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International Journal of Morphology

versión On-line ISSN 0717-9502

Int. J. Morphol. vol.39 no.1 Temuco feb. 2021 


Intermittent Fasting, Nutritional Supplementation, and Resistance Training as Strategy for Body Weight Loss: An Update

Ayuno Intermitente, Suplementación Nutricional y Entrenamiento de Resistencia como Estrategia para la Pérdida de Peso Corporal: Una Actualización

Cristian Sandoval1 

Francisca Villagrán2 

Sybella Santibañez3 

Claudia Vargas4 

1 Department of Preclinical Sciences, Faculty of Medicine, Universidad de La Frontera, Temuco, Chile.

2 Doctoral Program in Morphological Sciences, Faculty of Medicine, Universidad de La Frontera, Temuco, Chile.

3 Undergraduate Program of Nutrition and Diet, Faculty of Sciences, Universidad Mayor, Temuco, Chile.

4 Department of Physical Education, Sports and Recreation, Faculty of Education, Universidad de La Frontera, Temuco, Chile.


Obesity is a multifactorial disease, affecting, along with overweight, over a third of the adult population worldwide. Although weight control is beneficial, the problem of poor compliance in weight loss programs is well known. Therefore, different strategies have been described against overweight. Among them, strategies such as intermittent fasting, time-restricted feeding and Ramadan fasting have been identified. In recent years, other strategies such as nutritional supplementation have gained significance on weight loss, mainly due to focusing on body composition is even more important than overall weight. In this sense, consumption of nutritional supplements in athletes and sedentary people have shown beneficial effects. Also, supplement intake such, protein, creatine and beta-hydroxy-beta-methylbutyrate; combined with resistance training resulted in an increased body weight and fat-free mass. So, although resistance training increases muscle mass and resting metabolic rate, it does not result in weight loss without caloric restriction. Despite this, it seems even without caloric restriction, has favorable effect on body composition because it decreases fat mass, including abdominal fat. According to the evidence, our review suggests that a strategy for improving body composition might be to use a mixed protocol that includes intermittent fasting, nutritional supplementation intake, and resistance training.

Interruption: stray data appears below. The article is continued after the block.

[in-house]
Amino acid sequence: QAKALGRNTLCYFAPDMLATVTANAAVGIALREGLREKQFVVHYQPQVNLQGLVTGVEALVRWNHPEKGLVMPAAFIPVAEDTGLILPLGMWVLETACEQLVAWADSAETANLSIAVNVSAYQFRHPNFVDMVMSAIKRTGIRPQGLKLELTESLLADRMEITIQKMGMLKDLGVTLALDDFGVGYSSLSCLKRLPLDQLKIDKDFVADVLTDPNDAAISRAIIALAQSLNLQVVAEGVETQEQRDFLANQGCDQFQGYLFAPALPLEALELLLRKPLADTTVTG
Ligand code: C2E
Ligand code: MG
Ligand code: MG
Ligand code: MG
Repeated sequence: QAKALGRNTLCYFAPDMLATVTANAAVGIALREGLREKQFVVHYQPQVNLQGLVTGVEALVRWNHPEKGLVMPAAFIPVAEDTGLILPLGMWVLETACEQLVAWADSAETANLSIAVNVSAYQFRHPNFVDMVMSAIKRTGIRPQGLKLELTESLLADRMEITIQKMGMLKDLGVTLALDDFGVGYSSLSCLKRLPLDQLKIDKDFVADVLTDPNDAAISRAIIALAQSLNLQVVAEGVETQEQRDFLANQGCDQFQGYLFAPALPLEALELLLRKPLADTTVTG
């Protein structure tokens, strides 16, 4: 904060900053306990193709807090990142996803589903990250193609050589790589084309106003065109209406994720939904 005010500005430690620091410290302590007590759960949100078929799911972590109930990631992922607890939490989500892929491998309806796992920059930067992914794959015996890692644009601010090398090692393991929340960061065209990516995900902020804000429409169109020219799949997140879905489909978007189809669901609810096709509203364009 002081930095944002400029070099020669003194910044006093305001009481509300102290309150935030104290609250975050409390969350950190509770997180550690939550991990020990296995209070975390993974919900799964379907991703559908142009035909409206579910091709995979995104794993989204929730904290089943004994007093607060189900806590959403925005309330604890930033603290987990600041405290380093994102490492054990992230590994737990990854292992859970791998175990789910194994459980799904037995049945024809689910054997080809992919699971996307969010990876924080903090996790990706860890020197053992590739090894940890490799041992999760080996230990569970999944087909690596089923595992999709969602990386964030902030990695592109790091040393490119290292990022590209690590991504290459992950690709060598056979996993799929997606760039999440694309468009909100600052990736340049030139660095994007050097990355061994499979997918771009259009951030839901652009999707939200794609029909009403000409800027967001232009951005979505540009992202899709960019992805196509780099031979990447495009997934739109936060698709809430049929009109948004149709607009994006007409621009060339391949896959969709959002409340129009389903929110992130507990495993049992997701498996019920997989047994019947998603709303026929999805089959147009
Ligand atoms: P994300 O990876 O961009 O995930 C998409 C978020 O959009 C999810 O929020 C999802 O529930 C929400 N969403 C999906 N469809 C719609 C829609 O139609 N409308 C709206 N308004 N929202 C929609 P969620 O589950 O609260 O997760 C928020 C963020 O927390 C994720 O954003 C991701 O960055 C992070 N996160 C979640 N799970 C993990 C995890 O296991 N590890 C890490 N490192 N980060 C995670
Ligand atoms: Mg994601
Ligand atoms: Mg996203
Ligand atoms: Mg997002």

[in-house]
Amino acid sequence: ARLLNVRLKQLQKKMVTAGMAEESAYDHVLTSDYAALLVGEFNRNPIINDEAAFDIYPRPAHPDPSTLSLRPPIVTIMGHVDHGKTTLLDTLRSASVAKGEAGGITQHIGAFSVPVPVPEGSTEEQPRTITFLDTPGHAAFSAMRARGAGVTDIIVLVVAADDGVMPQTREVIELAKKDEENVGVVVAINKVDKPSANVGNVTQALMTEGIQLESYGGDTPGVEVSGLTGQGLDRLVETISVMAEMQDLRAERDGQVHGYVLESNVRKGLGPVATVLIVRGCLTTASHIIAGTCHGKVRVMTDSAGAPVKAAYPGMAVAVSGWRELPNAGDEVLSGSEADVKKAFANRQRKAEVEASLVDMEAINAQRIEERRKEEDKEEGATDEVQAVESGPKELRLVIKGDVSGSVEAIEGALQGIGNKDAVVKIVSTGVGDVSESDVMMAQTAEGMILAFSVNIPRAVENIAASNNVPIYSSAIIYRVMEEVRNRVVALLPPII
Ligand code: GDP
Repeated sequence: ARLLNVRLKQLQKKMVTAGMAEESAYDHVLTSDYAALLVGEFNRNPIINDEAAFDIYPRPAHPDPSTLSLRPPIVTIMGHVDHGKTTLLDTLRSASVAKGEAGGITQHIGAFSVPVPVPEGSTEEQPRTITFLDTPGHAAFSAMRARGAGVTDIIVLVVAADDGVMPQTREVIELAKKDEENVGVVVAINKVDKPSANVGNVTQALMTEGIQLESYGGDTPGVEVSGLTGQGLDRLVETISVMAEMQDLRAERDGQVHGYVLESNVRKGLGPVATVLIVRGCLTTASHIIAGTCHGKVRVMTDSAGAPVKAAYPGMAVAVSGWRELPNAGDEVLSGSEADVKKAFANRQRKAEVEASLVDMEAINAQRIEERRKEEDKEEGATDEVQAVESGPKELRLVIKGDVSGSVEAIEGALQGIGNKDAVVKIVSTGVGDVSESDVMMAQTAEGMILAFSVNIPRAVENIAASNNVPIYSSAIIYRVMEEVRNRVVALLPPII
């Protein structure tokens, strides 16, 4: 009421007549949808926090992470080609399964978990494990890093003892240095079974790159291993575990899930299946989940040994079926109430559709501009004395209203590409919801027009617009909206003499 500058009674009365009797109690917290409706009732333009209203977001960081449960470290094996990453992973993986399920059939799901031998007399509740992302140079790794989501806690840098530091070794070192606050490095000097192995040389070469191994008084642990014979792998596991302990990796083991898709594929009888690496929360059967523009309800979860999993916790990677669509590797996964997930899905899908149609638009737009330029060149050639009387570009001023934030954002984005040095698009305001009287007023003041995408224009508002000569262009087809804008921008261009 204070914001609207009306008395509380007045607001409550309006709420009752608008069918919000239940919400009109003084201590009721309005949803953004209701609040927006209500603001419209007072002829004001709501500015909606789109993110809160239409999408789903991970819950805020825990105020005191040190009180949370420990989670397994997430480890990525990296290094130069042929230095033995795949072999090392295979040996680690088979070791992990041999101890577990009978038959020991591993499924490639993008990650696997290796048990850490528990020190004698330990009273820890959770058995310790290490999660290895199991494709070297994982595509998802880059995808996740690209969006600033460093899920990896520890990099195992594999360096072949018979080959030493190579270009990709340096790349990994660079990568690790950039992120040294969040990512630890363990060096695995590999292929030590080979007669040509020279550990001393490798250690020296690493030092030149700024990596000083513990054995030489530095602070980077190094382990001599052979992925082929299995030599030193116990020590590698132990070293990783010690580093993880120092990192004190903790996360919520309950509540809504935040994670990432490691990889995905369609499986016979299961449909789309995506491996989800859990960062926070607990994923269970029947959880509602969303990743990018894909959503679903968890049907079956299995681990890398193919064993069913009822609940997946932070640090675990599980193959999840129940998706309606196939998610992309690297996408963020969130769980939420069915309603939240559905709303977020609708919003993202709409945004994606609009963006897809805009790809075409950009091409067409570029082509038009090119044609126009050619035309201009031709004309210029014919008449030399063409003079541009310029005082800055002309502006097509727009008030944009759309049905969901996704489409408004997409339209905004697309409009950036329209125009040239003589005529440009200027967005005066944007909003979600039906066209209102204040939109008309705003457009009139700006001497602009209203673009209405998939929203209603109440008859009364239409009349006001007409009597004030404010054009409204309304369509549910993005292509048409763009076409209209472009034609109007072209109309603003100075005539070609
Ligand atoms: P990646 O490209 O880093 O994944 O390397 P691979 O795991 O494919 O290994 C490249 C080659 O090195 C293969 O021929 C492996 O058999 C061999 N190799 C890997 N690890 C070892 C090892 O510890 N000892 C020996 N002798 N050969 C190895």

KEY WORDS: Body weight; Fasting; Resistance training; Supplements


La obesidad es una enfermedad multifactorial, afectando junto al sobrepeso, un tercio de la población mundial adulta. Aunque el control del peso es beneficioso, el problema del mal cumplimiento en los programas de pérdida de peso es bien conocido. Por lo que, distintas estrategias han sido descritas para combatirlo. Entre ellas, se han identificado estrategias como el ayuno intermitente, la alimentación con restricción de tiempo y el ayuno de Ramadán. En los últimos años, otras estrategias como la suplementación nutricional han ganado importancia en la pérdida de peso, principalmente debido a que centrarse en la composición corporal es incluso más importante que la pérdida de peso general. En este sentido, el consumo de suplementos nutricionales, como proteínas, creatina y beta-hidroxi-beta-metilbutirato; en atletas y personas sedentarias ha mostrado efectos beneficiosos.Asimismo, la ingesta de suplementos combinada con el ejercicio de resistencia resulta en un aumento del peso corporal y masa libre de grasa. Por lo que, aunque el ejercicio de resistencia produce un aumento en la masa muscular y la tasa metabólica en reposo, este no provoca pérdida de peso sin restricción calórica. Pese a ello, tiene un efecto favorable sobre la composición corporal porque disminuye la masa grasa, incluida la grasa abdominal. Nuestra revisión sugiere que una estrategia para mejorar la composición corporal podría ser la utilización de un protocolo mixto que incluya el ayuno intermitente, el consumo de suplementos nutricionales y el entrenamiento de resistencia.

PALABRAS CLAVE: Peso corporal; Ayuno; Entrenamiento de Resistencia; Suplementos


The current obesity epidemic in developed countries is staggering in terms of its magnitude and public health impact. Prevalence estimates of overweight and obesity reported by the World Health Organization in 2014 showed that 39 % (1.9 million) of adults aged 18 and over were overweight, and of these 13 % (600 million) were obese (World Health Organization, 2016).